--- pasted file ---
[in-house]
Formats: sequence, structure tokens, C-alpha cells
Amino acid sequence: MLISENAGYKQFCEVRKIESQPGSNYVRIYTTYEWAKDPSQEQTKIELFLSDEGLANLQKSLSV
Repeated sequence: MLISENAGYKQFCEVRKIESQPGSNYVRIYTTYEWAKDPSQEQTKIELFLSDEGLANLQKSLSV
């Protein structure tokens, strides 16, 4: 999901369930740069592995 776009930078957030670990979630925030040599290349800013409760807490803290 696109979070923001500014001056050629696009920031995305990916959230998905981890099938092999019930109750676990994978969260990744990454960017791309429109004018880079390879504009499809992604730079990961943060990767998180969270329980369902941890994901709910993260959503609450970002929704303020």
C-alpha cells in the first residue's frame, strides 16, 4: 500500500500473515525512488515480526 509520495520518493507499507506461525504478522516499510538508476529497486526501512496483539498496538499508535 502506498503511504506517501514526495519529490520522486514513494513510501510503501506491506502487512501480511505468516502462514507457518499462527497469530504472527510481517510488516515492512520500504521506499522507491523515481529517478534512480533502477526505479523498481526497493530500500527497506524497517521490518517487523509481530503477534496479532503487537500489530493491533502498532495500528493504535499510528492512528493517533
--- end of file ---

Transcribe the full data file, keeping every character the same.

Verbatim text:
[in-house]
Formats: sequence, structure tokens, C-alpha cells
Amino acid sequence: MLISENAGYKQFCEVRKIESQPGSNYVRIYTTYEWAKDPSQEQTKIELFLSDEGLANLQKSLSV
Repeated sequence: MLISENAGYKQFCEVRKIESQPGSNYVRIYTTYEWAKDPSQEQTKIELFLSDEGLANLQKSLSV
């Protein structure tokens, strides 16, 4: 999901369930740069592995 776009930078957030670990979630925030040599290349800013409760807490803290 696109979070923001500014001056050629696009920031995305990916959230998905981890099938092999019930109750676990994978969260990744990454960017791309429109004018880079390879504009499809992604730079990961943060990767998180969270329980369902941890994901709910993260959503609450970002929704303020």
C-alpha cells in the first residue's frame, strides 16, 4: 500500500500473515525512488515480526 509520495520518493507499507506461525504478522516499510538508476529497486526501512496483539498496538499508535 502506498503511504506517501514526495519529490520522486514513494513510501510503501506491506502487512501480511505468516502462514507457518499462527497469530504472527510481517510488516515492512520500504521506499522507491523515481529517478534512480533502477526505479523498481526497493530500500527497506524497517521490518517487523509481530503477534496479532503487537500489530493491533502498532495500528493504535499510528492512528493517533